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The Foundationalist Conflict in Husserl’s Rationalism

  • Gary E. Overvold
Chapter
Part of the Analecta Husserliana book series (ANHU, volume 34)

Abstract

On pain of contradiction, Husserl cannot simultaneously maintain two of his central theses. He cannot both claim that apodicticity is the only acceptable standard of evidence for any philosophy that would be a rigorous science and concurrently maintain that philosophy must be free from aprioristic assumptions/presuppositions about its systematic final structure. I will show in this paper why this conjunction is a dilemma for Husserl and how he had three options for resolving it. Of the three, the one he chose most violated the spirit of his phenomeno-logical method and the one he should have chosen most violated his notion of philosophy/phenomenology as a rigorous science. My conclusion is that Heidegger was quite correct in claiming that phenomenology can only be practiced hermeneutically.

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Notes

  1. 2.
    John Caputo, Radical Hermeneutics (Bloomington: Indiana Univ. Press, 1988), pp. 53–55. J.-P. Sartre, The Transcendence of the Ego (New York: Noonday Press, 1957), Chap 1. G. Ryle, The Concept of Mind (New York: Barnes & Noble, 1949). Ryle does not specifically discuss Husserl, but his critique of talk about ‘mental acts’ would apply to Husserl.Google Scholar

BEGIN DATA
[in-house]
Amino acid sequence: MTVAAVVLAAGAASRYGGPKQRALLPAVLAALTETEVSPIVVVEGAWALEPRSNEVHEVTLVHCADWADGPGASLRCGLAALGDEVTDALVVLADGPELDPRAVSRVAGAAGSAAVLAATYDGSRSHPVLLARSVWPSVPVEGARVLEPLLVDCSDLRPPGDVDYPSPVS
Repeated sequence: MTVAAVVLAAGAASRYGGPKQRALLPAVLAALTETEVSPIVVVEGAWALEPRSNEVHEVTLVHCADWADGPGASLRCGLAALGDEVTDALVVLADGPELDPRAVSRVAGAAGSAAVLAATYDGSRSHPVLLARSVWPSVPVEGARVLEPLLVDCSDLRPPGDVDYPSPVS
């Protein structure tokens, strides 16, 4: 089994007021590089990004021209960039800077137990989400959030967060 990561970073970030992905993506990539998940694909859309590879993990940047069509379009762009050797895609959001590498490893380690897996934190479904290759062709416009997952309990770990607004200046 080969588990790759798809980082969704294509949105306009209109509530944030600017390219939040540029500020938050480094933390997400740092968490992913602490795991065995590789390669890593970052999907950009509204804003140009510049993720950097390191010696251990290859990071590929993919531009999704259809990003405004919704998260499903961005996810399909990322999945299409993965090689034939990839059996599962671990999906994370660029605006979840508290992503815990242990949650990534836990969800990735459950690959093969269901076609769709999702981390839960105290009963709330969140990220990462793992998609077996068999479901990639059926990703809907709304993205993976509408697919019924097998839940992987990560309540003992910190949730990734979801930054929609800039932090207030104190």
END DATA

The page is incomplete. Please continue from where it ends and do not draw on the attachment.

2. 4.
    E. Husserl, “Philosophy as Rigorous Science,” in E. Husserl, Phenomenology and the Crisis of Philosophy, edited by Quentin Lauer (New York: Harper & Row, 1965). All subsequent page references for the ‘Rigorous Science’ article will be made to this edition. The essay also appears in, P. McCormick & F. Elliston, eds., Husserl, Shorter Works (Notre Dame: Univ. of Notre Dame Press, 1981).Google Scholar
  3. 6.
    For discussion of Husserl’s unchanging view of his mission see: Leszek Kolakowski, Husserl and the Search for Certitude (Chicago: Univ. of Chicago Press, 1987), p. 4; Herbert Spiegelberg, The Phenomenological Movement, Vol. 1 (The Hague: Martinus Nijhoff, 1960), p. 77; and Quentin Lauer in his introduction to E. Husserl, Phenomenology and the Crisis of Philosophy, p. 2.Google Scholar
  4. 8.
    E. Husserl, “Philosophy as Rigorous Science,” in E. Husserl, Phenomenology and the Crisis of Philosophy, edited by Quentin Lauer (New York: Harper & Row, 1965), p. 71.Google Scholar
  5. 9.
    Both articles are in: Roderick Chisholm, ed., Realism and the Background of Phenomenology (New York: Free Press, 1960). Page numbers refer to that text. The articles also appear in McCormick and Elliston, Husserl, Shorter Works.Google Scholar
  6. 10.
    Leszek Kolakowski, Husserl and the Search for Certitude (Chicago: Univ. of Chicago Press, 1987), pp. 21ff.Google Scholar
  7. 11.
    Leszek Kolakowski, Husserl and the Search for Certitude (Chicago: Univ. of Chicago Press, 1987), pp. 33ff,Google Scholar
  8. 11a.